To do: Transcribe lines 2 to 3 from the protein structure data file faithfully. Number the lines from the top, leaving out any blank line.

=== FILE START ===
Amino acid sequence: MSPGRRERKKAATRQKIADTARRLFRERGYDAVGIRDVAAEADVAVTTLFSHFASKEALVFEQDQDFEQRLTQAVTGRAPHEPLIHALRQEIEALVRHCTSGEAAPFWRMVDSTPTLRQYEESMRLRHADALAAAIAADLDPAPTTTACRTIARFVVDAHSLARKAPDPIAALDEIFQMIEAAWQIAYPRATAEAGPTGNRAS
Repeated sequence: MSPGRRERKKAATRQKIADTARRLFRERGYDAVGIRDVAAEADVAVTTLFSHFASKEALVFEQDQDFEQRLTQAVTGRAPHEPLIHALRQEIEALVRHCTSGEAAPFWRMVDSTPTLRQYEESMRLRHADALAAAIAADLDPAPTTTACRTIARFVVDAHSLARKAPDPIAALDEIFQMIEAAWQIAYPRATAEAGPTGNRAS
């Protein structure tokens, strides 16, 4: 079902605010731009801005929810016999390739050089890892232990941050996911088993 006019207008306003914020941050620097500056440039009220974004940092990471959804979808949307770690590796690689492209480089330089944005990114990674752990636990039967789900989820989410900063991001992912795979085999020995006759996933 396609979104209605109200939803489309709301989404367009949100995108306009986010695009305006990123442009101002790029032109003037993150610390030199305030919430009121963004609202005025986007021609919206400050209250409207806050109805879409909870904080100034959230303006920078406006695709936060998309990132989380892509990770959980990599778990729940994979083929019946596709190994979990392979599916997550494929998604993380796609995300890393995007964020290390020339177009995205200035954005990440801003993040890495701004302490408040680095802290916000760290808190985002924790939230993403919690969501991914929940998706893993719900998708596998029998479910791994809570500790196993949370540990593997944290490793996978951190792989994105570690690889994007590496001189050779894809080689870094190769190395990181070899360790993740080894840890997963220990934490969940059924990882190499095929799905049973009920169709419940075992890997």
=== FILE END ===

Repeated sequence: MSPGRRERKKAATRQKIADTARRLFRERGYDAVGIRDVAAEADVAVTTLFSHFASKEALVFEQDQDFEQRLTQAVTGRAPHEPLIHALRQEIEALVRHCTSGEAAPFWRMVDSTPTLRQYEESMRLRHADALAAAIAADLDPAPTTTACRTIARFVVDAHSLARKAPDPIAALDEIFQMIEAAWQIAYPRATAEAGPTGNRAS
């Protein structure tokens, strides 16, 4: 079902605010731009801005929810016999390739050089890892232990941050996911088993 006019207008306003914020941050620097500056440039009220974004940092990471959804979808949307770690590796690689492209480089330089944005990114990674752990636990039967789900989820989410900063991001992912795979085999020995006759996933 396609979104209605109200939803489309709301989404367009949100995108306009986010695009305006990123442009101002790029032109003037993150610390030199305030919430009121963004609202005025986007021609919206400050209250409207806050109805879409909870904080100034959230303006920078406006695709936060998309990132989380892509990770959980990599778990729940994979083929019946596709190994979990392979599916997550494929998604993380796609995300890393995007964020290390020339177009995205200035954005990440801003993040890495701004302490408040680095802290916000760290808190985002924790939230993403919690969501991914929940998706893993719900998708596998029998479910791994809570500790196993949370540990593997944290490793996978951190792989994105570690690889994007590496001189050779894809080689870094190769190395990181070899360790993740080894840890997963220990934490969940059924990882190499095929799905049973009920169709419940075992890997």